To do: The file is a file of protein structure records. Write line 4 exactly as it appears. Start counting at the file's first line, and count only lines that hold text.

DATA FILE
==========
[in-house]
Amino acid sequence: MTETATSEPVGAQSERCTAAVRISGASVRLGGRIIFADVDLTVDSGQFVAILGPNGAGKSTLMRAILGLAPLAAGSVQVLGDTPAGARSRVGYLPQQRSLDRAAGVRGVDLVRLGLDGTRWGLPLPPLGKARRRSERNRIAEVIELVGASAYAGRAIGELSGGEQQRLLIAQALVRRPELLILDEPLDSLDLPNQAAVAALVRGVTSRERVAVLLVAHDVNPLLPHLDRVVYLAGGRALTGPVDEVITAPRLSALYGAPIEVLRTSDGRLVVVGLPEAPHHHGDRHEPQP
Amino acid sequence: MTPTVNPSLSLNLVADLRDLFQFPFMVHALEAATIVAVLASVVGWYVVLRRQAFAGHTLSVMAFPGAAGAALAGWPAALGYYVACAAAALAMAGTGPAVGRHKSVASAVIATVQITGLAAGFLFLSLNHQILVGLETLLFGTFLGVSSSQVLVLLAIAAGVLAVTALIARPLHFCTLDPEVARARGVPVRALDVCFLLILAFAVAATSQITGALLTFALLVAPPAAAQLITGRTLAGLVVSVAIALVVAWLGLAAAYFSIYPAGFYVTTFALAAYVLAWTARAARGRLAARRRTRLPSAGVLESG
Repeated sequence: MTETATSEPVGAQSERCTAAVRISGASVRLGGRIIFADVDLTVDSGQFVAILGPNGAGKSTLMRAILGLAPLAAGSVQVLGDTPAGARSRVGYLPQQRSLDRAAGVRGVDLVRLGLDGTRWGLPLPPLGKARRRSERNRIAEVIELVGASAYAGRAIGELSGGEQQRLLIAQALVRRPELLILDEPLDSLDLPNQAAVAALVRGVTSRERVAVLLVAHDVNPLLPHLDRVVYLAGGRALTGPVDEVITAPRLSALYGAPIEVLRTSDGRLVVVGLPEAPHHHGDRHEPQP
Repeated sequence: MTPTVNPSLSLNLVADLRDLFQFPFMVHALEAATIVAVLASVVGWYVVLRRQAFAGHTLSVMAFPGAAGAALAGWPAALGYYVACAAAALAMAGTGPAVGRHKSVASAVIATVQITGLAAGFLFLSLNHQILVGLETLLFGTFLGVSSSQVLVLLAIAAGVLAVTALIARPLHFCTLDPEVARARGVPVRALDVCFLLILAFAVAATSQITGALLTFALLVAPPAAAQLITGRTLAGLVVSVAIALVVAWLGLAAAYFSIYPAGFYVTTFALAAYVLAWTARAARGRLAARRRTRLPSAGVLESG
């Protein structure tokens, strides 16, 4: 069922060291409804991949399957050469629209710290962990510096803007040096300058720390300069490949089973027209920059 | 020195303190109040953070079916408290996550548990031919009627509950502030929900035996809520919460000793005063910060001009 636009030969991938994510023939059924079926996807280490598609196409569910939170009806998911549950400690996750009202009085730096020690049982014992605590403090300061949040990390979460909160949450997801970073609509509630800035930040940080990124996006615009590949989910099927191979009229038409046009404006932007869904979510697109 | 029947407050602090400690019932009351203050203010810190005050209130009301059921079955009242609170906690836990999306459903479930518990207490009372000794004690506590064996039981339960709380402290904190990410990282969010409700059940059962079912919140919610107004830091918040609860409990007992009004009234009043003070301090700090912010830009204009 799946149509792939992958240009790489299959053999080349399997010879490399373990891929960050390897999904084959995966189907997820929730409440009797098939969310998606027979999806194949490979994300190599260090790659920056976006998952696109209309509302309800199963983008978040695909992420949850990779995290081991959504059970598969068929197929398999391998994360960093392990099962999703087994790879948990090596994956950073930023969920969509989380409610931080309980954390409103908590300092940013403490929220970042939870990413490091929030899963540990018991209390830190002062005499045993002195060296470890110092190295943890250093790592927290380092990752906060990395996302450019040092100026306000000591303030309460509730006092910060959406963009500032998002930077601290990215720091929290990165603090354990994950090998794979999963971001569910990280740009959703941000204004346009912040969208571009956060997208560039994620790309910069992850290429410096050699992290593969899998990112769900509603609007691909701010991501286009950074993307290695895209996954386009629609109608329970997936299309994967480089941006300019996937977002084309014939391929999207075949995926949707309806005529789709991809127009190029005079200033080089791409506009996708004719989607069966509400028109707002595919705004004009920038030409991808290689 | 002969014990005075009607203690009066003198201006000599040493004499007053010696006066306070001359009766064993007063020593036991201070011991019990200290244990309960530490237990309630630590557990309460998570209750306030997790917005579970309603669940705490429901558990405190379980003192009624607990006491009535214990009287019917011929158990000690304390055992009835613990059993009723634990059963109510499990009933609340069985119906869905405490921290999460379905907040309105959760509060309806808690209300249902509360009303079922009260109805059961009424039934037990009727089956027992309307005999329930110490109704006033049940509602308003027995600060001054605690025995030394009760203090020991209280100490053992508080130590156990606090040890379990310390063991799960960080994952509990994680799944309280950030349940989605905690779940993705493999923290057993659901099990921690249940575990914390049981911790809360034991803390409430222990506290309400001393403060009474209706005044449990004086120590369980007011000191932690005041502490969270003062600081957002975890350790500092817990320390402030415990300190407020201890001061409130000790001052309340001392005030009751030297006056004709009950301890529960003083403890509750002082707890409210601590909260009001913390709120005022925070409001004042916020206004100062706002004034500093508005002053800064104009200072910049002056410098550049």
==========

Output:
Repeated sequence: MTETATSEPVGAQSERCTAAVRISGASVRLGGRIIFADVDLTVDSGQFVAILGPNGAGKSTLMRAILGLAPLAAGSVQVLGDTPAGARSRVGYLPQQRSLDRAAGVRGVDLVRLGLDGTRWGLPLPPLGKARRRSERNRIAEVIELVGASAYAGRAIGELSGGEQQRLLIAQALVRRPELLILDEPLDSLDLPNQAAVAALVRGVTSRERVAVLLVAHDVNPLLPHLDRVVYLAGGRALTGPVDEVITAPRLSALYGAPIEVLRTSDGRLVVVGLPEAPHHHGDRHEPQP